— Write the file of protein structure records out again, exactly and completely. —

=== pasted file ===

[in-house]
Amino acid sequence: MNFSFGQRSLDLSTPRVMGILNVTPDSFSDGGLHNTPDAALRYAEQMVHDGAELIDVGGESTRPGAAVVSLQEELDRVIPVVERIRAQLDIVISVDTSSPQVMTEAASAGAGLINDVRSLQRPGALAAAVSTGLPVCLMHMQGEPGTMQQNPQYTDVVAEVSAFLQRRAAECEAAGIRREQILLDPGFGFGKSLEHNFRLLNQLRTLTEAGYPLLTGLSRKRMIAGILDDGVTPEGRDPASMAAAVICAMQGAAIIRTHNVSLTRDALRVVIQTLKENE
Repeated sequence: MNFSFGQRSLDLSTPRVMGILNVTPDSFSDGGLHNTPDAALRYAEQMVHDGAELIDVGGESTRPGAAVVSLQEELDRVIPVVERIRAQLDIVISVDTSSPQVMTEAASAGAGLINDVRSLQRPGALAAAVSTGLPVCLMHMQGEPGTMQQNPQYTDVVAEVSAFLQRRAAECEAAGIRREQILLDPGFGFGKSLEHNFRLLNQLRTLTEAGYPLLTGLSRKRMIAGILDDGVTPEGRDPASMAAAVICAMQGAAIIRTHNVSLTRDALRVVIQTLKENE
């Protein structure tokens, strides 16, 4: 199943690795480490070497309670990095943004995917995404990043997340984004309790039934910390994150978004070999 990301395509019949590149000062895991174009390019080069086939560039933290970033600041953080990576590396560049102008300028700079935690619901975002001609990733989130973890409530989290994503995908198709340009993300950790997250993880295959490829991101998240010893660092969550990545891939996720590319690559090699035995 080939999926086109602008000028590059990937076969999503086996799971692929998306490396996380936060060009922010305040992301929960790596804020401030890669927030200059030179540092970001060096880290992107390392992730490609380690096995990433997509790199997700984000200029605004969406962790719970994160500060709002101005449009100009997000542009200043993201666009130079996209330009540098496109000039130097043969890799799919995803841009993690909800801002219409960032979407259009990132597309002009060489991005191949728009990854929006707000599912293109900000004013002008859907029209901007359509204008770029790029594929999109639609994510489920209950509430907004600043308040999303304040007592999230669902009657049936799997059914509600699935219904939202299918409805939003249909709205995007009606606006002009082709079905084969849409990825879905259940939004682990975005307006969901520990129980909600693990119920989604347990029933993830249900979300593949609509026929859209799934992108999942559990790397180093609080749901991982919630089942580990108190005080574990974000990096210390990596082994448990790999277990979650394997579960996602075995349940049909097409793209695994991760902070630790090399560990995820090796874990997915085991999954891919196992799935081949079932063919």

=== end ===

[in-house]
Amino acid sequence: MNFSFGQRSLDLSTPRVMGILNVTPDSFSDGGLHNTPDAALRYAEQMVHDGAELIDVGGESTRPGAAVVSLQEELDRVIPVVERIRAQLDIVISVDTSSPQVMTEAASAGAGLINDVRSLQRPGALAAAVSTGLPVCLMHMQGEPGTMQQNPQYTDVVAEVSAFLQRRAAECEAAGIRREQILLDPGFGFGKSLEHNFRLLNQLRTLTEAGYPLLTGLSRKRMIAGILDDGVTPEGRDPASMAAAVICAMQGAAIIRTHNVSLTRDALRVVIQTLKENE
Repeated sequence: MNFSFGQRSLDLSTPRVMGILNVTPDSFSDGGLHNTPDAALRYAEQMVHDGAELIDVGGESTRPGAAVVSLQEELDRVIPVVERIRAQLDIVISVDTSSPQVMTEAASAGAGLINDVRSLQRPGALAAAVSTGLPVCLMHMQGEPGTMQQNPQYTDVVAEVSAFLQRRAAECEAAGIRREQILLDPGFGFGKSLEHNFRLLNQLRTLTEAGYPLLTGLSRKRMIAGILDDGVTPEGRDPASMAAAVICAMQGAAIIRTHNVSLTRDALRVVIQTLKENE
């Protein structure tokens, strides 16, 4: 199943690795480490070497309670990095943004995917995404990043997340984004309790039934910390994150978004070999 990301395509019949590149000062895991174009390019080069086939560039933290970033600041953080990576590396560049102008300028700079935690619901975002001609990733989130973890409530989290994503995908198709340009993300950790997250993880295959490829991101998240010893660092969550990545891939996720590319690559090699035995 080939999926086109602008000028590059990937076969999503086996799971692929998306490396996380936060060009922010305040992301929960790596804020401030890669927030200059030179540092970001060096880290992107390392992730490609380690096995990433997509790199997700984000200029605004969406962790719970994160500060709002101005449009100009997000542009200043993201666009130079996209330009540098496109000039130097043969890799799919995803841009993690909800801002219409960032979407259009990132597309002009060489991005191949728009990854929006707000599912293109900000004013002008859907029209901007359509204008770029790029594929999109639609994510489920209950509430907004600043308040999303304040007592999230669902009657049936799997059914509600699935219904939202299918409805939003249909709205995007009606606006002009082709079905084969849409990825879905259940939004682990975005307006969901520990129980909600693990119920989604347990029933993830249900979300593949609509026929859209799934992108999942559990790397180093609080749901991982919630089942580990108190005080574990974000990096210390990596082994448990790999277990979650394997579960996602075995349940049909097409793209695994991760902070630790090399560990995820090796874990997915085991999954891919196992799935081949079932063919």